8. On the new album, you had a few guests. Can you tell us a little bit more about them and their contributions to the recording?

During the recording process, we found out that Bj√∂rn Strid from Soilwork had some time off, and was offering to do session vocals for anyone who was interested. We’re all huge fans of his voice, so we got in contact with him right away. He sang the clean vocals on “The Quiet Light,” and he did an amazing job. It blew me away to hear the words that I wrote, sitting in the back of a classroom, sung by one of my idols!
The other guest, Les Godfrey, is a friend of mine. He used to play with the bands Tchort and The Illuminati. He runs his own business now, Godfrey Guitars, and builds beautiful custom guitars. He built mine, in fact, and you can hear it on every Mellevon song. Les listened to some pre-production demos back when we had just started recording, and he liked “Under Moss” so much that he insisted on playing a solo for it. Naturally, he did a fantastic job.

9. Currently, you are unsigned. Are you looking for a label, or have you received any interest?

Being signed would definitely help us out with promotion, touring and getting our music to be heard by a broader audience, but I like the freedom and lack of obligations that comes with being unsigned as well. We would be interested if a label contacted us, but that hasn’t happened yet.

10. On a worldwide level, how has the feedback been to your music by fans of extreme metal?

We’re pretty obscure and don’t have much of an international fanbase, but I’ve found our music on Serbian and Russian metal blogs with tons of commentary. The reactions have been pretty standard. Everyone says we seem to mix a ridiculous amount of different styles together, and they either like it or they hate it.

11. Are any of the band members also involved with any other musical projects or bands these days?

I make a lot of music on my own, and I’m thinking of releasing some soon under another name. Colin also plays drums in a viking metal band called The Wild Hunt.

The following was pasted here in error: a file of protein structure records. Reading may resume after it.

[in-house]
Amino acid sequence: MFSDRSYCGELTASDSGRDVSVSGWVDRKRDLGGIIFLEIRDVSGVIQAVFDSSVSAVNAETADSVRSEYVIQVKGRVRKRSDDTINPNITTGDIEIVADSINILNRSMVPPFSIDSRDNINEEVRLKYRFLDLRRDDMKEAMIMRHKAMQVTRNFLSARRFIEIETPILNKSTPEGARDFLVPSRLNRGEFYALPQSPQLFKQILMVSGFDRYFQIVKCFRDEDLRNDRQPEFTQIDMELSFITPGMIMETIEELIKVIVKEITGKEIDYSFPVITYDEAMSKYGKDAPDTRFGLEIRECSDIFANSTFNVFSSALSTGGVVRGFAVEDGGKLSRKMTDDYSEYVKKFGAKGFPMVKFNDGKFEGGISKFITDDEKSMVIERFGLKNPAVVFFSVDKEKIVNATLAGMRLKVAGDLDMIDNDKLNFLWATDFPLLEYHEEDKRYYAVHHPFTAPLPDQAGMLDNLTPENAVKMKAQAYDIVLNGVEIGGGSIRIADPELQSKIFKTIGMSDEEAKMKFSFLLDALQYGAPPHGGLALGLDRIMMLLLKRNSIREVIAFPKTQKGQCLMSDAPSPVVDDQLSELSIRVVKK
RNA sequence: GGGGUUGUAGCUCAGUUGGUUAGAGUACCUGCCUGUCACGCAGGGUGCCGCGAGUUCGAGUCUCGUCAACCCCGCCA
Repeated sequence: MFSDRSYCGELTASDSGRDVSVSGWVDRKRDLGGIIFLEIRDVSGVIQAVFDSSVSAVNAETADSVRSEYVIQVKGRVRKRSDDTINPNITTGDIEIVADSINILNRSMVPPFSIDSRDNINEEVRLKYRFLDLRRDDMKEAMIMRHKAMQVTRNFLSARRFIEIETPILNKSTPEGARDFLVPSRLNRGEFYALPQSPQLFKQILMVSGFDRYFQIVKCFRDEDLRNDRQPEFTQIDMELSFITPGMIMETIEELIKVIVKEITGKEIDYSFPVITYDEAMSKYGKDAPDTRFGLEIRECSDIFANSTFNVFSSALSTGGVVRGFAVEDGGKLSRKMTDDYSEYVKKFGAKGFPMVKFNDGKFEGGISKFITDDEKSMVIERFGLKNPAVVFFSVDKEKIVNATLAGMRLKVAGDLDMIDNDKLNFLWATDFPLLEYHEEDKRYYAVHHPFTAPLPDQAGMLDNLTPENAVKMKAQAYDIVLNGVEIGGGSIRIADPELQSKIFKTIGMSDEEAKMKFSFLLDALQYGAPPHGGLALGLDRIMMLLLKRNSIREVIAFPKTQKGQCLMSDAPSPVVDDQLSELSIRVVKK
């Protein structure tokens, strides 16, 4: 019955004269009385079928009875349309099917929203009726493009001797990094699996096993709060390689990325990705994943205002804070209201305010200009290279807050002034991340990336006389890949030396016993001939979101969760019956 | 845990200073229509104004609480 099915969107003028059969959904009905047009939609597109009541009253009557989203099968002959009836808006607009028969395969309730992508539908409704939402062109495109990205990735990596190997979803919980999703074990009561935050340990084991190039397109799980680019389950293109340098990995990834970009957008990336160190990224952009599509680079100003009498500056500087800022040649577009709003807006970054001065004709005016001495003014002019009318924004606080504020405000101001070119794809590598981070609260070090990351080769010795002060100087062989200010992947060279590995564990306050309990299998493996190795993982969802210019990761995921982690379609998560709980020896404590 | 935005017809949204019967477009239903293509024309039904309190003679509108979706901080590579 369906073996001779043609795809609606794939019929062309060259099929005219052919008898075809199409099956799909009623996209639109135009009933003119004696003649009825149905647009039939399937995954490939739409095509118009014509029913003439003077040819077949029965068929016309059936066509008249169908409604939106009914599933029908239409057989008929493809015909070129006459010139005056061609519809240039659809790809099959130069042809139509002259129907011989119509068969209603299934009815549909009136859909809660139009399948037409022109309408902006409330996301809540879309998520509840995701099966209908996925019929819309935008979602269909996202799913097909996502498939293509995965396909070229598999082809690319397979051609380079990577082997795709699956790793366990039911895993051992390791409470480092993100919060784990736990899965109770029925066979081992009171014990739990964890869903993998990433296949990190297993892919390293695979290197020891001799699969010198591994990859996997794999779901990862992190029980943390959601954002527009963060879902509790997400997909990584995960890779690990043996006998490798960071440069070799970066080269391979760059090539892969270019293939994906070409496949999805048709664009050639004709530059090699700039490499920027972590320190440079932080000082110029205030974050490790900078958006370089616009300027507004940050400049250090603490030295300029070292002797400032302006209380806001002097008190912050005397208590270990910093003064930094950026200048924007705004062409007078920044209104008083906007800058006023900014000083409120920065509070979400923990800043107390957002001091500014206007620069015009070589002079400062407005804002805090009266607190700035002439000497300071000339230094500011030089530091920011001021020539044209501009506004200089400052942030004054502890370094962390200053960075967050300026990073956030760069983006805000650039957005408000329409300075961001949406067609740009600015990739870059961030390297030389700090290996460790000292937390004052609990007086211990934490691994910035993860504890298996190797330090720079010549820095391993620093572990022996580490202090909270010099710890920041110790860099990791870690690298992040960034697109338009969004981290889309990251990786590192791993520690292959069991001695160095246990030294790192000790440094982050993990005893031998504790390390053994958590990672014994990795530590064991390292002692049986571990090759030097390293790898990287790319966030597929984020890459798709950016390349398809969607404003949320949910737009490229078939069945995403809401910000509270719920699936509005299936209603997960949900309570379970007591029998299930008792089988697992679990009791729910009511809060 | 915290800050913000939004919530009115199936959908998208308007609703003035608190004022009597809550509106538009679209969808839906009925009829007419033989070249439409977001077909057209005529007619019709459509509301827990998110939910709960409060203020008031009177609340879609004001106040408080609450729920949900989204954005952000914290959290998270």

12. Where do you see the band heading into musically during the future?

We’ll continue playing around with different styles, and I think you can expect better production and more intricate compositions from us in the future. We have literally dozens of song ideas floating around even now. We still need to figure out what material is worth developing, but when the time comes to release it, you can be sure that it’ll be our best work yet.

13. What are some of the bands or musical styles that have had an influence on your newer music, and what are you listening to nowadays?

I personally listen to a lot more melodic death metal (Dark Tranquillity, Mors Principium Est), deathcore (Boris the Blade, Make Them Suffer) and pop music (t.A.T.u.) than I used to, and I think that helped shape my songwriting style a little; more melodic leads, more breakdowns, bigger choruses. Stefan listens to a lot of melodic death metal and thrash metal, Red mostly listens to metalcore, Chel (our keyboardist) has been on an electronic music binge, and Colin mostly listens to progressive metal.

14. What are some of your non musical interests?

We all play a lot of video games. Stefan is a bit of a cinephile, and he’s always telling me about the obscure foreign films he’s been watching. Chel is currently studying to become a machinist, and she’s also a wonderfully talented artist. I do quite a bit of writing.

15. Before we wrap up this interview, do you have any final words or thoughts?

Metal bands need to continue expanding their comfort zones and explore new territory, rather than let themselves be restrained by subgenre conventions. Labels should change to accommodate the music, not the other way around. The world is full of cookie-cutter black/thrash/death bands, and it’s boring. We need to break more rules and really let our hearts sing, no matter how strange the results might be.